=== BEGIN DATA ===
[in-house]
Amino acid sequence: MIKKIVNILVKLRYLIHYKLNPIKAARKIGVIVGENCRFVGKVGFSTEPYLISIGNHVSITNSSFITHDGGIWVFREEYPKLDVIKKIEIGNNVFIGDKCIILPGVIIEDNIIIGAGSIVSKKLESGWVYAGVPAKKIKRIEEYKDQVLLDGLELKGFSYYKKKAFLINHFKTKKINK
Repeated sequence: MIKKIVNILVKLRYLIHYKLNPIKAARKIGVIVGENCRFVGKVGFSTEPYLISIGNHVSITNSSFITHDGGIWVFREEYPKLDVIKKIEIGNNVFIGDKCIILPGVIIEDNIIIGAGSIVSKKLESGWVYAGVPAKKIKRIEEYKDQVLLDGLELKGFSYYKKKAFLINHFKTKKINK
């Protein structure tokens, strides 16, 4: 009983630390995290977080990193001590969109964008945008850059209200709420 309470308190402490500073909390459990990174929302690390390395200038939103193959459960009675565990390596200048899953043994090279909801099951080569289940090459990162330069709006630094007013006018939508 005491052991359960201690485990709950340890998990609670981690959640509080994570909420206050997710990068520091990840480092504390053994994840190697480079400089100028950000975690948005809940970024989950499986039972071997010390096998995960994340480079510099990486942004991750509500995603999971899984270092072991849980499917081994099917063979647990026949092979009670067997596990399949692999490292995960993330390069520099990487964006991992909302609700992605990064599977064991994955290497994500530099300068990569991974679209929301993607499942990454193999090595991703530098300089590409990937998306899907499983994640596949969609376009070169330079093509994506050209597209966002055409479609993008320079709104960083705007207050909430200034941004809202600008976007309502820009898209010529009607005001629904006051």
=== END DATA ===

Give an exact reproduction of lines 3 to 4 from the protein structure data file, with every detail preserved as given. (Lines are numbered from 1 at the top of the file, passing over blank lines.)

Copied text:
Repeated sequence: MIKKIVNILVKLRYLIHYKLNPIKAARKIGVIVGENCRFVGKVGFSTEPYLISIGNHVSITNSSFITHDGGIWVFREEYPKLDVIKKIEIGNNVFIGDKCIILPGVIIEDNIIIGAGSIVSKKLESGWVYAGVPAKKIKRIEEYKDQVLLDGLELKGFSYYKKKAFLINHFKTKKINK
């Protein structure tokens, strides 16, 4: 009983630390995290977080990193001590969109964008945008850059209200709420 309470308190402490500073909390459990990174929302690390390395200038939103193959459960009675565990390596200048899953043994090279909801099951080569289940090459990162330069709006630094007013006018939508 005491052991359960201690485990709950340890998990609670981690959640509080994570909420206050997710990068520091990840480092504390053994994840190697480079400089100028950000975690948005809940970024989950499986039972071997010390096998995960994340480079510099990486942004991750509500995603999971899984270092072991849980499917081994099917063979647990026949092979009670067997596990399949692999490292995960993330390069520099990487964006991992909302609700992605990064599977064991994955290497994500530099300068990569991974679209929301993607499942990454193999090595991703530098300089590409990937998306899907499983994640596949969609376009070169330079093509994506050209597209966002055409479609993008320079709104960083705007207050909430200034941004809202600008976007309502820009898209010529009607005001629904006051």